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Wie man ein Stuck brod isst: Mozart und das Improvisieren
a paper by Paul van Reijen
from the book:
Mozart and the Netherlands (p. 89)
This paper with other four in this book (presented here by The Keyboard Bugler) is a paper dedicated to the technique of the keyboard playing and/or to the keyboard repertoire by Mozart.

Paul van Reijen starts his essay, by determining the difference between improvisation and fantasizing/fantasy according to the lexical definition of such terms in the 18th century. He analyzes the definition of Fink and creates the needed connection between fantasizing and fantasizing on a keyboard (i.e. keyboard improvisation): as we know, a typical activity of Mozart (who may be capable of spending hours fantasizing at the keyboard... but also at the organ).
      According to Katalin Komlós, the 18th century terms fantasy and fantasizing had precise synonyms in prelude and preamble, extemporize and out of your head.

van Reijen now presents various anecdotes of the natural ability of Mozart in keyboard improvisation. It seems that Mozart, since his very early youth, developed a peculiar type of improvisation characterized by three main genres: the variation, the fugue and the fantasizing itself.
      Even Leopold Mozart was deeply impressed by such natural ability by Wolfgang and moreover, because the so called improvisation performances were never prepared previously in any way: Mozart, even at 14 years old, just was able to fantasize at any keyboard before anyone hic et nunc.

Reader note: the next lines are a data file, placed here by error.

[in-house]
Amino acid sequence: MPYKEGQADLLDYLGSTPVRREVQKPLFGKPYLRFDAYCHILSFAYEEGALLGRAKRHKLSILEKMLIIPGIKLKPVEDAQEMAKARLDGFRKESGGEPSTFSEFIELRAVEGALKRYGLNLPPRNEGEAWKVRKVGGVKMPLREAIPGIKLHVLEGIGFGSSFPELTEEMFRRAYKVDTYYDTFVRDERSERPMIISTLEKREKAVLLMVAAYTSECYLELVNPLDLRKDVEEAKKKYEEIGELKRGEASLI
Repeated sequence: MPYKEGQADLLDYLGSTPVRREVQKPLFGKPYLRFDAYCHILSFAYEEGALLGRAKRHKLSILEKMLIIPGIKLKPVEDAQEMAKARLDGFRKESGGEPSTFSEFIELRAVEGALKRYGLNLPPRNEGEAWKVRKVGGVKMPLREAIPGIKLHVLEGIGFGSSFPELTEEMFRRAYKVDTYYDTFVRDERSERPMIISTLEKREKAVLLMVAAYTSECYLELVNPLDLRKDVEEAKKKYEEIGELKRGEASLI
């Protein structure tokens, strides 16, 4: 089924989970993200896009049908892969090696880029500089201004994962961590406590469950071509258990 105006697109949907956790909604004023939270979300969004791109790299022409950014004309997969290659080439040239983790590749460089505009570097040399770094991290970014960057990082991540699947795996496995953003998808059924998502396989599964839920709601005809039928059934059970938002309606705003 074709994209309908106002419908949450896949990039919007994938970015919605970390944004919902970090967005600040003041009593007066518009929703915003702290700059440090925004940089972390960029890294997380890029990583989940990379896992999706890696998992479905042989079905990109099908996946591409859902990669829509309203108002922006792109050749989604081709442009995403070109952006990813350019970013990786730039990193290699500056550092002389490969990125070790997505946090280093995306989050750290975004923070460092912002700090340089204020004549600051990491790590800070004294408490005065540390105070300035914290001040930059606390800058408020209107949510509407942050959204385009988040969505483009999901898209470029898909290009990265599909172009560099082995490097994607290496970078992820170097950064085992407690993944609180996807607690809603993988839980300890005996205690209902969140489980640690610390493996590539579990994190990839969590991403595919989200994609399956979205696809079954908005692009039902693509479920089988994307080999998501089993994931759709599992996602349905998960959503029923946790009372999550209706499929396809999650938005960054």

A famous episode with M. Stadler, Vanhal and Albrechtsberger cleared any doubt about some sort of previous preparation by Mozart and left the audience of master composers simply astonished, because Mozart could go on fantasizing at the keyboard in correct and perfect musical forms for more than one hour and from a theme chosen at the moment by the illustrious public. In the end, Albrechtsberger was simply delighted and totally convinced that Mozart did not need to prepare himself.
            van Reijen gives then a detailed account of various episodes from the life of Mozart (as left written by Leopold himself or by Nannerl or by others) about this amazing natural talent in perfect formal improvisation and tries to identify, in such memoirs, the moment of passage from the improvisation and the composition written on paper as a form of impromptu. Therefore he discusses the proposals of identification of compositions by Mozart, which should have been actually improvisations at the keyboard (see the work of Katalin Komlós).
      Further evidence on Mozart's improvisation technique may come from K475 and from the so called Modulating Prelude studied by Christoph Wolff. It is sure, in the end, that a part of this improvisation material once left written was intended by Mozart to the use also by his sister Nannerl, who, according to the contemporary sources, was just a splendid performer of others' works, but who did not extemporize and who was not a music composer.        
Mozart: Complete Keyboard Works

Bart Van Oort (piano), with Ursula Dutschler (piano)
Mozart: Complete Keyboard Works
S. & L.M. Jennarelli